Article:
The bed-room furniture too, would not strike an English lady as having that air of snugness and comfort which is the charm of the European bed-chamber. There may be a native cot, and a box, or cupboard for the safe custody of the more expensive cloths and jewels. Along one side of the wall there may be a shelf, and in the wall a few niches for the little native lamps. The lamp is usually a very primitive affair, being composed of a cotton wick lying in a saucer of oil; and is generally placed in some niche in the wall or on a simple wooden stand. The only attempt at adornment is usually a few native pictures on the walls representing, perhaps, scenes from the Rāmāyana

other of the Indian Epics. All the paraphernalia of the toilet table and wash-stand are simply absent; a brass mug-shaped vessel serving for all the purposes of the latter, and a few square inches of looking glass sufficing for the finer touches of the

or

some

The men,

toilet. The water from the brass vessel is poured from the left hand into the right, or it may be, is poured by an attendant, and this applied to the face serves for ordinary ablutions. The complete bath, in the absence of a river, or tank, or other means of immersion, is taken by pouring water over the person from the same brass vessel. This is the usual modo of performing the toilet for both men and women, and it is generally done in the back-yard or some such suitable place, as may be convenient, or may please the whim or fancy. In passing along the streets in the early morning, one often sees the ordinary citizen, brass pot in hand, performing his morning ablutions, seated on the edge of bis front verandah and with his head hanging over the street gutter.

In nothing, perhaps, are the primitive habits of the Hindu more conspicuous than in his ordinary sleeping arrangements. There is no “ going to bed," in the sense understood by the European. Of course the climate is the chief reason for tbis. especially, seem to lie down anywhere, in the inner verandah or along the narrow verandah seat that usually runs along the front wall next to the street. In the villages particularly, they seem to lie about just wherever fancy dictates; no place seems too hard, or, to our ideas, too uncomfortable. The long sheetlike cloth is unwound from the body, or some sheet or blanket which is kept for the purpose is used ; and with this the person is covered, head and all. Then stretched out like something in its winding sheet, that sweet slumber is wooed which never seems to be denied, no matter what may be the surroundings. There is no doubt that this custom of lying down to sleep anywhere and everywhere must be the reverse of healthy, and probably it is the cause of much of the rheumatism and kindred affections of the muscles and joints which are more or less prevalent. In the case, perhaps, of the better off classes or the aged and generally by the master of the house, a cot is used for sleeping upon, but it seems to be shifted about from place to place to suit convenience.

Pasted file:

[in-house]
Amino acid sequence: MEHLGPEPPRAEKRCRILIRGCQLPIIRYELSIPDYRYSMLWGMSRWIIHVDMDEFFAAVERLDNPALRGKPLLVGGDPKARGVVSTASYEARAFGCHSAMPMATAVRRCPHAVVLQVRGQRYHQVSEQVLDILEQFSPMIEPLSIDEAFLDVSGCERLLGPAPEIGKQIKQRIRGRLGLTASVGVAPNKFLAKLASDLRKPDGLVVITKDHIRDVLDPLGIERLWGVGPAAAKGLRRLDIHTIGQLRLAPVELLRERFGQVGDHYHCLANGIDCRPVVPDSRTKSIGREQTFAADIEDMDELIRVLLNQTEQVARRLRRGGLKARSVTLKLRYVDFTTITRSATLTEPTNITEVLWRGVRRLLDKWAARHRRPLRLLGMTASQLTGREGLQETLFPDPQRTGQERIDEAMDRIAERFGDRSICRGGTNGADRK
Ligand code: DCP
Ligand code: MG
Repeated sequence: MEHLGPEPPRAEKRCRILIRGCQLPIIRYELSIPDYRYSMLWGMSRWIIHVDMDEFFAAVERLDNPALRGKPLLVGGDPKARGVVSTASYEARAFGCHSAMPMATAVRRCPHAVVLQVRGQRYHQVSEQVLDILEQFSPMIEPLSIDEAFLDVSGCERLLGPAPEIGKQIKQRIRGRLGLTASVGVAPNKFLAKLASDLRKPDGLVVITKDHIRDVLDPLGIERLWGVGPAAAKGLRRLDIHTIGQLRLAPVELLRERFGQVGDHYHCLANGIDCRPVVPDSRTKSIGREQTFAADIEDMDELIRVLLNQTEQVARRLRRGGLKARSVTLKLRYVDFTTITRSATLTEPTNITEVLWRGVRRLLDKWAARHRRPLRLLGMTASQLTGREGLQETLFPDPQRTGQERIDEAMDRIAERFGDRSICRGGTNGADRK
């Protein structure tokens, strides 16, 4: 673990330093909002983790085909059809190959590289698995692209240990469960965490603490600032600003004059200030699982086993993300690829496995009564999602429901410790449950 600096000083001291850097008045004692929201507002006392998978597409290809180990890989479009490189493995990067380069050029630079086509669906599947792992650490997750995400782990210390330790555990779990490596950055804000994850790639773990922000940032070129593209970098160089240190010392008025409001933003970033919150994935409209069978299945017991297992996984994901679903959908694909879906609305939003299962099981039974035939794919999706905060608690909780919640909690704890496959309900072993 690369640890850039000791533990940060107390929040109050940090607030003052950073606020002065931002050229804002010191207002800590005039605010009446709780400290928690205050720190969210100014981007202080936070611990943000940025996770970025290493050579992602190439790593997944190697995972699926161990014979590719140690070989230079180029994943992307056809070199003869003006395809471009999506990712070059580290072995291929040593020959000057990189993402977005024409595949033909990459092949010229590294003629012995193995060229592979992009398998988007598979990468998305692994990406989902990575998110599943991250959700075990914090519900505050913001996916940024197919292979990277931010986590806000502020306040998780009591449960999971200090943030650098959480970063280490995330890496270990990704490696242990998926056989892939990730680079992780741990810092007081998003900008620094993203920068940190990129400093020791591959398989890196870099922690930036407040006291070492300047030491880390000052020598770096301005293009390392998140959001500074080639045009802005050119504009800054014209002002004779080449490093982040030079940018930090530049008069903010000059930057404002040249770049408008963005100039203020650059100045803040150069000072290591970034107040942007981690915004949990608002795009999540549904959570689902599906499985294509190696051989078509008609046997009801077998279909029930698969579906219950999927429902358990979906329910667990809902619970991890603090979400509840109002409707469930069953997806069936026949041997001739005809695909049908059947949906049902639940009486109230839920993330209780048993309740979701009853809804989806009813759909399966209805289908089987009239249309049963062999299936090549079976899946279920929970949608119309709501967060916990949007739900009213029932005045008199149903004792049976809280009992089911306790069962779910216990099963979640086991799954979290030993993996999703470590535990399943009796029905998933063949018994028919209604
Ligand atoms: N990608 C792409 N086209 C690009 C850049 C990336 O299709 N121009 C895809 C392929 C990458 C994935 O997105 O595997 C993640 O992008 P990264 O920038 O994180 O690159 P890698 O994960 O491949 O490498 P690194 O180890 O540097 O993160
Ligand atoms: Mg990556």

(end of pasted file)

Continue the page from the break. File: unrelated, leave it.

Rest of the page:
In the hot weather it will be put where there is some cool air, whilst in the cold or wet season it will stand in the bed-room, which is perhaps shared by the master of the bouse and some of his bigger sops. The wife, perhaps, occupies her own room together with the younger children. This seems to be the usual arrangement in Hindu households, especially when the married couple are verging on towards middle life.

When a son of the family marries, he does not take his bride and set up house for himself, but a room in the paternal dwelling is set apart for his use, or perhaps an annex is built to accommodate the young couple, and they join the family as a part of it. It is easy to see how little difficulty there is in providing for visitors; there is no anxiety as to which suite of apartments must be set aside for this or that particular party ; there is always plenty of room for the men to lie down for their siesta during the heat of the day, or for their sleep at night, and the females simply lie down with those of the household.

The Hindu does not usually attempt much by way of a flower garden, nor is there generally much attention paid to the surroundings of a house to give it that pretty appearance which tend so much, in our eyes, to make a place look homelike and happy. If there is a plot of ground around the house, it may be that a few pumpkin plants straggle here and there, and a few egg plants, or a clump of plantain trees are grown, but everything has an unkempt appearance as though order and prettiness were unknown quantities in the Hindu mind. If the house is a large one, there may be an orchard attached to it, with some of the principal Indian fruit trees growing in it, as the mango, jack, cocoanut, betel, custard-apple, or wood-apple; but here again the same slovenliness is painfully conspicuous, though so much might be made of such surroundings. Flowers are grown to a certain extent, such as the marigold, and oleander, and jasmine to be used in worship, or to be worn in the hair by the females for personal adornment, and there is always a plant of the tulasi or sacred basil (Ocymum Sanctum) occupying the place of honour in the masonry urn